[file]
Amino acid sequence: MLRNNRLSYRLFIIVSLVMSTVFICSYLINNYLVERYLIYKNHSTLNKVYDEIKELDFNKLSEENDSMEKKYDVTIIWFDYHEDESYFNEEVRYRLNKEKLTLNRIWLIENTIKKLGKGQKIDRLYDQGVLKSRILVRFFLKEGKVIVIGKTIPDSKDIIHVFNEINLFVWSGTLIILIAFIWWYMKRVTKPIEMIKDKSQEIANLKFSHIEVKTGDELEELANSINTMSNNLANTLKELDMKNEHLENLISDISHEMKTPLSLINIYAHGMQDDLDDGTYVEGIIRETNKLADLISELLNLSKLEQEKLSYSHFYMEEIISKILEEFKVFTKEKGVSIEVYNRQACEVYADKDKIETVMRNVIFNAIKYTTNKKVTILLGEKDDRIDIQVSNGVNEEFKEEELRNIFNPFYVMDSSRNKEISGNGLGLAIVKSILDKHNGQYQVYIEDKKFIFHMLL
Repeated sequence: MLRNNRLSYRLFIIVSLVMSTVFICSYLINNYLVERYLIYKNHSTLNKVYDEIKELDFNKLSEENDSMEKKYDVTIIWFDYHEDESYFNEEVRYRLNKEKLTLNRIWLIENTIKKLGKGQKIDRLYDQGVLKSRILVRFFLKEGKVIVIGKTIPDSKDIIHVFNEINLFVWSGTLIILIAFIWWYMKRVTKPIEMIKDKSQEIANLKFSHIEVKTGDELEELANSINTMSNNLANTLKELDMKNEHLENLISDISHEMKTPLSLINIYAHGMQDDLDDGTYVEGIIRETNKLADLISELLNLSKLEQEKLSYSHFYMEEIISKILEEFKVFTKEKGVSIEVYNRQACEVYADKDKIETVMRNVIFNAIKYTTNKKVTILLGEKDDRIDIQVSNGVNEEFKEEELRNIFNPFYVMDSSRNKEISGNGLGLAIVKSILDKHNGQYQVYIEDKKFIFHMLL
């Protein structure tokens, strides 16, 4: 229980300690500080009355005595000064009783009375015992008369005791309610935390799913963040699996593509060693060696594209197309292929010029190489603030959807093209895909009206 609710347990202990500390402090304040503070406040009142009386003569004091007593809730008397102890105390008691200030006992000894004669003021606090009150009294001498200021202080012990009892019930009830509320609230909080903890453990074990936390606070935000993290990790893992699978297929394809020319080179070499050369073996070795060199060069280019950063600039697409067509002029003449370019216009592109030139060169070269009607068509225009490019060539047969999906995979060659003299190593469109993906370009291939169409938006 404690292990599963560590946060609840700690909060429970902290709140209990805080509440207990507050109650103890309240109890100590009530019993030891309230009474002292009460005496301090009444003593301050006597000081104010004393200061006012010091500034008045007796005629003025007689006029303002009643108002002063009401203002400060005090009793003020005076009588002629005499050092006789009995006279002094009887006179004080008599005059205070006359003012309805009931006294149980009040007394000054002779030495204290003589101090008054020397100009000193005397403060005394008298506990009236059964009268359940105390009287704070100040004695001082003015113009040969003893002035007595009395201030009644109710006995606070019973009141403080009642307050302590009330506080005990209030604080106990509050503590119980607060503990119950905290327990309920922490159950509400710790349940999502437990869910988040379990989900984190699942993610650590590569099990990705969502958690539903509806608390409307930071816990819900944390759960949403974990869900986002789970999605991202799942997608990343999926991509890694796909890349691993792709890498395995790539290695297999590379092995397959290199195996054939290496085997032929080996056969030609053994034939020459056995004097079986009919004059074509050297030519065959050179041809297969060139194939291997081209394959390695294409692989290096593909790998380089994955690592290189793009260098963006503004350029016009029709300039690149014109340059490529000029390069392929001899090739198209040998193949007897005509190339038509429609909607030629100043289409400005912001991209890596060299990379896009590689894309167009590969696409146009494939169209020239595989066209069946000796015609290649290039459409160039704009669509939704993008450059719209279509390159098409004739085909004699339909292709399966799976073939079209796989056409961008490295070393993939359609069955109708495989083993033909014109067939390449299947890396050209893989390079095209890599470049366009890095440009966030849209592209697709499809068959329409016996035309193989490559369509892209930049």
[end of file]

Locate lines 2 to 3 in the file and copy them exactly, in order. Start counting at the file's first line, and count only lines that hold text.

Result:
Repeated sequence: MLRNNRLSYRLFIIVSLVMSTVFICSYLINNYLVERYLIYKNHSTLNKVYDEIKELDFNKLSEENDSMEKKYDVTIIWFDYHEDESYFNEEVRYRLNKEKLTLNRIWLIENTIKKLGKGQKIDRLYDQGVLKSRILVRFFLKEGKVIVIGKTIPDSKDIIHVFNEINLFVWSGTLIILIAFIWWYMKRVTKPIEMIKDKSQEIANLKFSHIEVKTGDELEELANSINTMSNNLANTLKELDMKNEHLENLISDISHEMKTPLSLINIYAHGMQDDLDDGTYVEGIIRETNKLADLISELLNLSKLEQEKLSYSHFYMEEIISKILEEFKVFTKEKGVSIEVYNRQACEVYADKDKIETVMRNVIFNAIKYTTNKKVTILLGEKDDRIDIQVSNGVNEEFKEEELRNIFNPFYVMDSSRNKEISGNGLGLAIVKSILDKHNGQYQVYIEDKKFIFHMLL
């Protein structure tokens, strides 16, 4: 229980300690500080009355005595000064009783009375015992008369005791309610935390799913963040699996593509060693060696594209197309292929010029190489603030959807093209895909009206 609710347990202990500390402090304040503070406040009142009386003569004091007593809730008397102890105390008691200030006992000894004669003021606090009150009294001498200021202080012990009892019930009830509320609230909080903890453990074990936390606070935000993290990790893992699978297929394809020319080179070499050369073996070795060199060069280019950063600039697409067509002029003449370019216009592109030139060169070269009607068509225009490019060539047969999906995979060659003299190593469109993906370009291939169409938006 404690292990599963560590946060609840700690909060429970902290709140209990805080509440207990507050109650103890309240109890100590009530019993030891309230009474002292009460005496301090009444003593301050006597000081104010004393200061006012010091500034008045007796005629003025007689006029303002009643108002002063009401203002400060005090009793003020005076009588002629005499050092006789009995006279002094009887006179004080008599005059205070006359003012309805009931006294149980009040007394000054002779030495204290003589101090008054020397100009000193005397403060005394008298506990009236059964009268359940105390009287704070100040004695001082003015113009040969003893002035007595009395201030009644109710006995606070019973009141403080009642307050302590009330506080005990209030604080106990509050503590119980607060503990119950905290327990309920922490159950509400710790349940999502437990869910988040379990989900984190699942993610650590590569099990990705969502958690539903509806608390409307930071816990819900944390759960949403974990869900986002789970999605991202799942997608990343999926991509890694796909890349691993792709890498395995790539290695297999590379092995397959290199195996054939290496085997032929080996056969030609053994034939020459056995004097079986009919004059074509050297030519065959050179041809297969060139194939291997081209394959390695294409692989290096593909790998380089994955690592290189793009260098963006503004350029016009029709300039690149014109340059490529000029390069392929001899090739198209040998193949007897005509190339038509429609909607030629100043289409400005912001991209890596060299990379896009590689894309167009590969696409146009494939169209020239595989066209069946000796015609290649290039459409160039704009669509939704993008450059719209279509390159098409004739085909004699339909292709399966799976073939079209796989056409961008490295070393993939359609069955109708495989083993033909014109067939390449299947890396050209893989390079095209890599470049366009890095440009966030849209592209697709499809068959329409016996035309193989490559369509892209930049």